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JERRY BRUCKHEIMER (Producer) Even if you miss the signature lightning bolt that identifies every one of his productions, and whether you're in a dark theatre looking up at a 70-foot screen or your own home watching a 27" picture, you know when you're looking at a Jerry Bruckheimer Production. One of the most successful producers of all time, he is a filmmaker and now a television mogul who loves telling a story, respects his audiences and delivers a visual feast unmistakably his own.

Bruckheimer's films have worldwide revenues of over $12.5 billion in box office, video and recording receipts; and this season three of his network series were simultaneously listed in the Top 10, a feat heretofore unprecedented by any television producer.

Always a storyteller, Bruckheimer learned early how to keep a story moving. He had to. His first films were the 60-second tales he created as an award-winning commercial producer in his native Detroit. One of those mini-films, a parody of Bonnie and Clyde he created for Pontiac, was noted for its brilliance in Time magazine. It also brought the 23-year-old producer to the attention of world-renowned ad agency BBD&O, which lured him to New York.

Four years on Madison Avenue gave him the experience and confidence to tackle Hollywood, and, not yet 30, he was at the helm of memorable films like Farewell, My Lovely, American Gigolo and 1983's Flashdance, which changed Bruckheimer's life by becoming a sleeper hit (grossing $100 million in the U.S. alone) and pairing him with an old acquaintance, producer Don Simpson, who would be his partner for the next 13 years.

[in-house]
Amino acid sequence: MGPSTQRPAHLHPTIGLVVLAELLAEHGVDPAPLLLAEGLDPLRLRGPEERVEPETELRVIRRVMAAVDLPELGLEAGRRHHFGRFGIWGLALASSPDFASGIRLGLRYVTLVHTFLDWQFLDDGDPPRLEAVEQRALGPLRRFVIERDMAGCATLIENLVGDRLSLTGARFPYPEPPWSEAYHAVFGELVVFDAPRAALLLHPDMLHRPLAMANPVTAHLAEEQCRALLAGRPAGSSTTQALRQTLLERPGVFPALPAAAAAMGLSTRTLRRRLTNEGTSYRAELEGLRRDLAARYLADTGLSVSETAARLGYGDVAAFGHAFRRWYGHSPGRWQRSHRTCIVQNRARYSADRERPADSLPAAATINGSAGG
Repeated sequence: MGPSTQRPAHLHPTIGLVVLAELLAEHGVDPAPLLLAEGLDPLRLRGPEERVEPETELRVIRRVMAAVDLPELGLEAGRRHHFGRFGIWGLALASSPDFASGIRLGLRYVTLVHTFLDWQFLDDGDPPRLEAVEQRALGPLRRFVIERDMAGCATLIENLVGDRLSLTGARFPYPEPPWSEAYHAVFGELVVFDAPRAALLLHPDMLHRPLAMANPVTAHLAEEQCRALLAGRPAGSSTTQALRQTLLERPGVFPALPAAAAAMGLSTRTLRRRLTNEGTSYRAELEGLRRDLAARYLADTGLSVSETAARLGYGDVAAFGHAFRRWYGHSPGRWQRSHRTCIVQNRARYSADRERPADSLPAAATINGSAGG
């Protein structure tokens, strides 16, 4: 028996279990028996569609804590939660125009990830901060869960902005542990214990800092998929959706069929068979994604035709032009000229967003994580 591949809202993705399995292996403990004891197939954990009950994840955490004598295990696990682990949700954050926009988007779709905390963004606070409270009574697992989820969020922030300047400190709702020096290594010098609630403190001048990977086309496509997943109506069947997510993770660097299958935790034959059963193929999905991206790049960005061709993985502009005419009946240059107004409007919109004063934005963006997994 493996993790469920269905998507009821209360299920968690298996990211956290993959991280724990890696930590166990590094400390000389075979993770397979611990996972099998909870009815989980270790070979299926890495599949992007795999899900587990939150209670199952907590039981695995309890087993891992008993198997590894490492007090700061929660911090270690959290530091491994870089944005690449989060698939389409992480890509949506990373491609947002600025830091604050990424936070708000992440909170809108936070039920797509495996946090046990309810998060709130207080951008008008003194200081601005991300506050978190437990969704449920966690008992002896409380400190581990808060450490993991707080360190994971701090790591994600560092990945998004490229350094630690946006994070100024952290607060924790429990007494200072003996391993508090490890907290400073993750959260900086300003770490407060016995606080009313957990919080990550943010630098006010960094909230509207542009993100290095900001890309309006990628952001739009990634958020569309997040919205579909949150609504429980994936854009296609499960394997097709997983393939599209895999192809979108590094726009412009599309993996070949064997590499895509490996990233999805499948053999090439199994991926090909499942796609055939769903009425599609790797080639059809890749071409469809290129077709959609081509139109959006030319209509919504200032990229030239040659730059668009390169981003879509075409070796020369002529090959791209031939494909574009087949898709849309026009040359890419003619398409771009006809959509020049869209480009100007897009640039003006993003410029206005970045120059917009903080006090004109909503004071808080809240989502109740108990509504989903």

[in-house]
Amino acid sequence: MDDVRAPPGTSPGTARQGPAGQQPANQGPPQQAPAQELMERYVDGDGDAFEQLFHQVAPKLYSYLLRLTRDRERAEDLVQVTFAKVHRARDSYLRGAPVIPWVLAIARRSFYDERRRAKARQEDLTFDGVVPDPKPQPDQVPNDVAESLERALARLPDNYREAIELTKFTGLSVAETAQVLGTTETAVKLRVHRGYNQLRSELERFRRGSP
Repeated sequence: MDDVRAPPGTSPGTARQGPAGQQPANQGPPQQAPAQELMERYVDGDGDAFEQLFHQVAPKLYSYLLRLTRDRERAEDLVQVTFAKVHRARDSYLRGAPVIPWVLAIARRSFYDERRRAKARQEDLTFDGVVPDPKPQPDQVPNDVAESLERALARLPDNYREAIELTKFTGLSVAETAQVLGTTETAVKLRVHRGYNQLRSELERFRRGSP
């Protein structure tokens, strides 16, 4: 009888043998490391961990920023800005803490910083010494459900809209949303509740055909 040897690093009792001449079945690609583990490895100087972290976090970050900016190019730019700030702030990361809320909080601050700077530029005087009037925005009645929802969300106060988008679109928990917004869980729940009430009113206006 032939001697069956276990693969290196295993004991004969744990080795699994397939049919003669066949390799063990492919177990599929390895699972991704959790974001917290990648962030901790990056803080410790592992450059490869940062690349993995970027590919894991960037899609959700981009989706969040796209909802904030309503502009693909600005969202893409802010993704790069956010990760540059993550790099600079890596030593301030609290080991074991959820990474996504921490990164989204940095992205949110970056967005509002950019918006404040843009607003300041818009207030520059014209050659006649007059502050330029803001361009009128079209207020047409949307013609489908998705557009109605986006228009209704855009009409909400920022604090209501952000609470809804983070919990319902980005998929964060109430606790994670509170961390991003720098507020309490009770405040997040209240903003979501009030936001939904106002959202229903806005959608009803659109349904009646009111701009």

One of the most prolific partnerships in recent motion picture history, Bruckheimer and Simpson produced films that were honored with 15 Academy Award® nominations, two Oscars® for Best Song, four Grammys, three Golden Globes, two People's Choice Awards for Best Picture and the MTV Award for Best Picture of the Decade.

Industry acclaim followed the box office success. In both 1985 and 1988, the National Association of Theater Owners (NATO) named Bruckheimer Producer of the Year. And, along with Simpson, the Publicists Guild of America chose him as 1988's Motion Picture Showman of the Year, a tribute he received again in 2003 when the Publicists Guild honored him for Showmanship in Television.

By 1995, the team was producing one hit after another. In that year alone, Bruckheimer was responsible for Bad Boys, the Will Smith/Martin Lawrence film that was Columbia Pictures' highest grossing movie of the year; Michelle Pfeiffer's acclaimed Dangerous Minds and Crimson Tide, the Denzel Washington/Gene Hackman adventure that, with Dangerous Minds, topped Hollywood Pictures' box office slate.

In 1996, Bruckheimer produced The Rock starring Sean Connery and Nicolas Cage. The film broke new ground and continued established Bruckheimer traditions with a box office gross of nearly $350 million worldwide. It also set the video rental record as the most-ordered film in history. His casting of the film re-established Connery as an action star and created that same image for the intellectual Cage. The Rock, named Favorite Movie of the Year by NATO, was Bruckheimer's last movie with Simpson, who died during production.

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